David Harris, DANM Mechatronics and OpenLab artist is the SciArt Center’s featured member of the month

SciArt Center Featured Member of the Month


David Harris
Science Communicator, Theoretical Physicist, Digital Artist in UCSC OpenLab and DANM MFA program
Interview with Emma SnodgrasseYour portfolio evidences some seriously impressive polymathy! Can you describe briefly what being a ‘science communicator’ means for you?D: The idea of a science communicator has evolved significantly for me over the past 20 years. In the beginning it was akin to science popularizer or translator, but then as I became a journalist, I started asking slightly harder questions of science the institution. Over time and particularly as I have explored my artistic practice, I have come to much better understand the interaction of science in society and feel that there is room for much better dialogue between science and other parts of society (insofar as you can make distinctions between disciplines).

I believe that science has made quite remarkable contributions to society but that it still needs to be questioned in terms of the claims it makes, especially regarding ontology and epistemology. These are not incompatible but merely different aspects of a healthy interaction of science with other fields. To me, a science communicator ought to be exploring that interaction including the facilitation of communication between science and other fields, especially recognizing that both sides in the communication act need comparable stakes in the dialogue.

Too much communication is guilty of subscribing to the ‘deficit model’ in which people believe that others will become sympathetic to their cause if only they knew more about it. This has been shown time and again over the past decades to be a false belief. This false belief is true of most scientists, most artists, and most people in general. Instead of facts as the atomic elements of conversation, I think we need to think in terms of stories and questions as the foundations of what we do. What questions are we asking of nature and culture and how can the process of answering those questions help us to better understanding?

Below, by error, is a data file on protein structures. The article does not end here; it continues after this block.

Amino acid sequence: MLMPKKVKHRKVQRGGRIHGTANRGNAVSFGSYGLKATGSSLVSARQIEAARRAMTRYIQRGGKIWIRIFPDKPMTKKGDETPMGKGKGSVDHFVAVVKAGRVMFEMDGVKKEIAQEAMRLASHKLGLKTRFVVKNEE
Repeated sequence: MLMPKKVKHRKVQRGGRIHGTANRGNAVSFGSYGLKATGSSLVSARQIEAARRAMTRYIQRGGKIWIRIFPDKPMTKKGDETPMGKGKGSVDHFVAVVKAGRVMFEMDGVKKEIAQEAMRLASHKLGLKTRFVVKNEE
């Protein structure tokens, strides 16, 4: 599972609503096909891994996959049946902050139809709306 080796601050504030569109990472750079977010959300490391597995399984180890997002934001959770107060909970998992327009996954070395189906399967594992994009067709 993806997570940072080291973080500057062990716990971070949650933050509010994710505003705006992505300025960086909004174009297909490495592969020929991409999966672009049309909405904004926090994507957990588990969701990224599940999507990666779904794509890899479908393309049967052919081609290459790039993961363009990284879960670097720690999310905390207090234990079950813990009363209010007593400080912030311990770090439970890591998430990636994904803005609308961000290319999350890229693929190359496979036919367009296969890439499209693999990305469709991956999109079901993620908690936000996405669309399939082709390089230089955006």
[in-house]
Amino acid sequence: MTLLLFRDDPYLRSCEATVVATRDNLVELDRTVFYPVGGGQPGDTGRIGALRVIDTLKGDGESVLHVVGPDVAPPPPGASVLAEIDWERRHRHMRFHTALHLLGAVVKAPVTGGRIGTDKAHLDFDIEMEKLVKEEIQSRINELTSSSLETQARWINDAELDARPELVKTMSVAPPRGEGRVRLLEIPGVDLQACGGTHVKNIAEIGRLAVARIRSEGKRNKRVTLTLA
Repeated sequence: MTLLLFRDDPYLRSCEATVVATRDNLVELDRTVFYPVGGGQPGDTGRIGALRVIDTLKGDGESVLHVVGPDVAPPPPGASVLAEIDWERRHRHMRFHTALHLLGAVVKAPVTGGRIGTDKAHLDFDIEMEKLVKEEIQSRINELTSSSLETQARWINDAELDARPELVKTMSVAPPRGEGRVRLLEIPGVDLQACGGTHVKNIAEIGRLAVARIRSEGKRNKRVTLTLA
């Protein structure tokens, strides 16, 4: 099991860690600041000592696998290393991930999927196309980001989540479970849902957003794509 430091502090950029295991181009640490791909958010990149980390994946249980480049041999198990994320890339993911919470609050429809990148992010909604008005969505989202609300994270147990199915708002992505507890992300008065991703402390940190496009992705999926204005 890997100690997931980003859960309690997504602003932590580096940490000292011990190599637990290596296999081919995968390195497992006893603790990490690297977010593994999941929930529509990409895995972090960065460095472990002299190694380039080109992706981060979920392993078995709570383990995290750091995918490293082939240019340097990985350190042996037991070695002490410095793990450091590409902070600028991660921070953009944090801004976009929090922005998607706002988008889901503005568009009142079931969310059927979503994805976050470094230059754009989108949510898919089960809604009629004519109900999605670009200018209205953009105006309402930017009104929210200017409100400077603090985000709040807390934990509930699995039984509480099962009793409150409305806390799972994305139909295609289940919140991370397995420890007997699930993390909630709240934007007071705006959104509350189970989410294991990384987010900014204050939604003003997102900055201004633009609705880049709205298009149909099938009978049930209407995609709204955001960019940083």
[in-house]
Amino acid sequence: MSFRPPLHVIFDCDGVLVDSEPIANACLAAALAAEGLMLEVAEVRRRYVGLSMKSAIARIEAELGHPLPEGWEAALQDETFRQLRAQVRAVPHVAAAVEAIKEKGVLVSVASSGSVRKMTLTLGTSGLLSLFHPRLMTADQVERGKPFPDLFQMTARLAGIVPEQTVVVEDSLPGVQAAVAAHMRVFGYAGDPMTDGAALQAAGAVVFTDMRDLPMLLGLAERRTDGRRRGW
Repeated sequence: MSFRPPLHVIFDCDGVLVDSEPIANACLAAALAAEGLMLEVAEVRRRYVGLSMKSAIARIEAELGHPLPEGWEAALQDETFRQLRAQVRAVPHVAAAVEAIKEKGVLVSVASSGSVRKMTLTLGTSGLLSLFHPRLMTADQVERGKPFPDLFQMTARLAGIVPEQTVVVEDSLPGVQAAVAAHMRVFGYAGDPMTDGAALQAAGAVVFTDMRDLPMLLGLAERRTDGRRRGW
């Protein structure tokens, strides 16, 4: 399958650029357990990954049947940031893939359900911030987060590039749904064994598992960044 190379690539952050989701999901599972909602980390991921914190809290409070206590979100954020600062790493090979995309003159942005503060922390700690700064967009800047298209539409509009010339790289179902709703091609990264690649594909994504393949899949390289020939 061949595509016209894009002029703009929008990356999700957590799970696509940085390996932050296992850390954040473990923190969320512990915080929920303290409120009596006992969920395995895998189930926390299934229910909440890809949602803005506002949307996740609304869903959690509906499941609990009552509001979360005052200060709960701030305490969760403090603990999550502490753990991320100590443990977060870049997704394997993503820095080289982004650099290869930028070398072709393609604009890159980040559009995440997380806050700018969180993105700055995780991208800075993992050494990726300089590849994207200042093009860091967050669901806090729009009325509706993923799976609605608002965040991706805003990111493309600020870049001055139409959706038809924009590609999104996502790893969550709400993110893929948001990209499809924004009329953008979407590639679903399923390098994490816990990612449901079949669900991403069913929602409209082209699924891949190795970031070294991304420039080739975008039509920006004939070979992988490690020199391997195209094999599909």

Still from “Three Body Problem” that references Op Art of the ’60s in a representation of three planets in orbit around each other in a donut-shaped universe. Image courtesy of the artist.

PictureA visitor sets off a sequence of light and sound upon interacting with “Neutrino Flux”. Image courtesy of the artist.

E: Your works combine theory, concept, and function in a uniquely straightforward way, resulting in varied entry points for your aesthetic. What do you see as being the role of aesthetics in your work?D: Aesthetics is a tricky term for those of us who originally trained as theoretical physicists! We had our learning infused with the concept of beauty applied to equations, models, and proofs. But we never really tackled anything beyond beauty. Aesthetics is a concept I’ve become increasingly interested in over time, though. A colleague and I have been talking about running a seminar on physics and aesthetics that explores these concepts in various frames.In terms of my own work, I am far more interested in the concept of the sublime, especially Kant’s mathematical sublime. Science tells us an awful lot about the universe that we can only understand through models and analogies. But over time, scientists manage to internalize a personal set of models and analogies that works for them and they start to believe they see truth. I am somewhat leery of that process and try to stay aware of the fact that so much of science is beyond our direct human experience that we have at best an approximate truth at any particular moment. That doesn’t mean we shouldn’t pursue scientific means to better the approximation, however! It does mean that there are other truths we have access to as humans.